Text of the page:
Similarity-based interference in native and non-native sentence comprehension (2019-2022)
Leverhulme Trust Research Project Grant
This 3-year project, funded by the Leverhulme Trust, examines native and non-native sentence comprehension. The factors that influence successful sentence comprehension in a second, non-native language have been widely debated. These include factors such as a non-native speaker’s proficiency in the non-native language, their understanding of non-native vocabulary, and their first language background, amongst many others. Additionally, certain types of sentences may pose particularly difficulty for non-native readers to comprehend successfully.
This project examines how the phenomenon of similarity-based interference influences successful sentence comprehension in native and non-native language users. Recent research has highlighted how similarity between the constituents of a sentence can make comprehension easier or more difficult. For example, sentences like ‘It was the beer that the man near the wine very happily drank’ may cause difficulty, due to similarity between ‘the beer’ and ‘the wine’, which can both act as potential arguments of the verb ‘drank’ (i.e. both are ‘drinkable’). Other sentences that do not exhibit such similarity between constituents, such as ‘It was the beer that the man near the table very happily drank’ (where only ‘the beer’ is drinkable), are comparatively easier to understand.
This difficulty in comprehension has been linked to the role of working memory during real-time comprehension, and how information is accessed from memory during sentence processing. This project aims to investigate this phenomenon during real-time language processing, and examines how similarity-based interference influences sentence comprehension in native and non-native speakers. It will additionally examine how individual differences in non-native speakers’ proficiency and vocabulary knowledge influence sentence processing. The project will inform our understanding of the factors that influence successful non-native language acquisition and processing in different populations of non-native language learners, and provide new insight into the role of working memory during language comprehension.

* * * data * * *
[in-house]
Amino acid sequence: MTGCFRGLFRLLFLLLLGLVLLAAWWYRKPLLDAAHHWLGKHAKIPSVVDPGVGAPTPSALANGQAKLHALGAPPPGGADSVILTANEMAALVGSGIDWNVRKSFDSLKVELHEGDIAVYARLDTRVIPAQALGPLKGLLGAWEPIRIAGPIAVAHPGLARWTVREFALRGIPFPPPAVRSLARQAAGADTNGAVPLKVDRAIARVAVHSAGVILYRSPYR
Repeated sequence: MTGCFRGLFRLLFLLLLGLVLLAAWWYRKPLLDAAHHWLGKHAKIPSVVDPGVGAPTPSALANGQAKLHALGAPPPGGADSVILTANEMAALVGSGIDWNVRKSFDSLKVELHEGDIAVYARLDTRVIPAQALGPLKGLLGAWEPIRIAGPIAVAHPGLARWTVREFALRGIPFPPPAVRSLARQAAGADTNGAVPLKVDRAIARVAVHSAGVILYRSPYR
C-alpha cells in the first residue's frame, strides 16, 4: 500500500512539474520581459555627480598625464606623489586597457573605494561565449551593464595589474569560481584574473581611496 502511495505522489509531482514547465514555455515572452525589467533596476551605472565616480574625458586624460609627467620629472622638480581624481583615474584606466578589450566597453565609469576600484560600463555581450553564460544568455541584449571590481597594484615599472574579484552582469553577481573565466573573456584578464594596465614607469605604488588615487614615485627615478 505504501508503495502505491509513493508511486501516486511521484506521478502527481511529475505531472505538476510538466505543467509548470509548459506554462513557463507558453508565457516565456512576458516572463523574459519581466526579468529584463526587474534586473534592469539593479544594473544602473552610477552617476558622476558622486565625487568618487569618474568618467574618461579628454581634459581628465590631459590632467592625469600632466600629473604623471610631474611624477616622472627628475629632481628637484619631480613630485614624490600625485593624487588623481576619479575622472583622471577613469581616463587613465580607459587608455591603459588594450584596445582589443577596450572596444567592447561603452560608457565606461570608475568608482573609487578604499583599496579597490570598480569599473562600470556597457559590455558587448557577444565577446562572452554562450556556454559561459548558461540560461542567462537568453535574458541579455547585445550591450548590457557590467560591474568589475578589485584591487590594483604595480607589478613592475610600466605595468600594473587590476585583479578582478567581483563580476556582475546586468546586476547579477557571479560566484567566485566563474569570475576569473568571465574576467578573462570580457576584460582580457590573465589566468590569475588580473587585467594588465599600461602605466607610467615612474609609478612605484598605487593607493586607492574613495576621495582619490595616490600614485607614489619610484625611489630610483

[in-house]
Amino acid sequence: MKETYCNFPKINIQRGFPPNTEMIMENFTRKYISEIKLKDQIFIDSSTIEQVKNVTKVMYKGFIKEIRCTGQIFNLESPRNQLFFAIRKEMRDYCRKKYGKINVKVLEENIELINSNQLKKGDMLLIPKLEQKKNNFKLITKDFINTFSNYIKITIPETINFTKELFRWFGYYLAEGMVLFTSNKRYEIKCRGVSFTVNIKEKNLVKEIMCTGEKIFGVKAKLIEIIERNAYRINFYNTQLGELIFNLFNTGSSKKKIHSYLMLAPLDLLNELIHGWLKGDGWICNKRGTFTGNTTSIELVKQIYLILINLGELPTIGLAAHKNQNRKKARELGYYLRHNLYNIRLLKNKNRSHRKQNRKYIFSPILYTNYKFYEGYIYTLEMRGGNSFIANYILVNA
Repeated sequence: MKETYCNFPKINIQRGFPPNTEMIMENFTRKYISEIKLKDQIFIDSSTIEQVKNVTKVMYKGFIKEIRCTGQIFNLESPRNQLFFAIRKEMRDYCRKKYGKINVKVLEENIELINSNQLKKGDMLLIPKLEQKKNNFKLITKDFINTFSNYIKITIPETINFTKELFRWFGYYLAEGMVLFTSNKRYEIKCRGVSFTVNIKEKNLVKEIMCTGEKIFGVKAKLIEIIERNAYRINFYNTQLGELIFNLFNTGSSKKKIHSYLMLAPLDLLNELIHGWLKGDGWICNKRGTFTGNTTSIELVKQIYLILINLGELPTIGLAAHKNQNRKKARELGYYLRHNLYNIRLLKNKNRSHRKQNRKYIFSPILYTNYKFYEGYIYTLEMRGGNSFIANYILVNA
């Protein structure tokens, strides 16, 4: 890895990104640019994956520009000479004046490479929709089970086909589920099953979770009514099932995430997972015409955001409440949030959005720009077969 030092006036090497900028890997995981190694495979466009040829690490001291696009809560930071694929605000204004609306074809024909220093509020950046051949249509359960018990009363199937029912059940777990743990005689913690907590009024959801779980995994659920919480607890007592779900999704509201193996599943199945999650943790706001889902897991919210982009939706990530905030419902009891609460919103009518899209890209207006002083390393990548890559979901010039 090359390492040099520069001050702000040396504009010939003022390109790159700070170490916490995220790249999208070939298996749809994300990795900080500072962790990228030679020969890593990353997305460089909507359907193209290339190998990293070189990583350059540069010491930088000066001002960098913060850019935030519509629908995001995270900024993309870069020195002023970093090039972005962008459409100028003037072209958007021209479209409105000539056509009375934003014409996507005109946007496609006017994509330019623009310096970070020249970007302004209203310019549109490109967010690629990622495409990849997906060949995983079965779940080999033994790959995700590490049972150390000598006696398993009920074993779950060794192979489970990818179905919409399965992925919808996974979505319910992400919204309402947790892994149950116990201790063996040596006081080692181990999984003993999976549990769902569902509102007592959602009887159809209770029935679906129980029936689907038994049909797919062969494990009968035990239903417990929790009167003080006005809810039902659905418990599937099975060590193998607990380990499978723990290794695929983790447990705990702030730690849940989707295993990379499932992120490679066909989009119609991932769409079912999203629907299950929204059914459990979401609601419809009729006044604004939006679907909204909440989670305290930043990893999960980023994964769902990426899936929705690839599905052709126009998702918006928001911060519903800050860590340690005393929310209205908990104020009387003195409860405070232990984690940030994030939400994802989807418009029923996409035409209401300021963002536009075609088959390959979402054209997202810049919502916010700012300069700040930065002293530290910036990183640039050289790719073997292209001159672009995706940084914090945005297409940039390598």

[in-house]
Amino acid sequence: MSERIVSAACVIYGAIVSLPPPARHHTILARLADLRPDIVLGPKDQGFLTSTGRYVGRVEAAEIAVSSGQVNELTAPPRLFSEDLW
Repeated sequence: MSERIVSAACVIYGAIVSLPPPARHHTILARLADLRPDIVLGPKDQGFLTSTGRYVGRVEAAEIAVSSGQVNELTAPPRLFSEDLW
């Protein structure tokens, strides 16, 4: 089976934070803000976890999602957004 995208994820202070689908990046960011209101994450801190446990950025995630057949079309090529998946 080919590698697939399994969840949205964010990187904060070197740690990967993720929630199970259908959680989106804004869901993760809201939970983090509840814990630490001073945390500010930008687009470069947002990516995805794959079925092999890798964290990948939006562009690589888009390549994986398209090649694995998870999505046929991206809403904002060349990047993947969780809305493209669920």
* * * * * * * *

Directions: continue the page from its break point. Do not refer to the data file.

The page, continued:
Fujita, H. & Cunnings, I. (2022). Interference and filler-gap dependency formation in native and non-native language comprehension. Journal of Experimental Psychology: Learning, Memory and Cognition, 48, 702-716.
Cunnings, I. & Fujita, H. (2021). Similarity-based interference and relative clauses in second language processing. Second Language Research. OnlineFirst.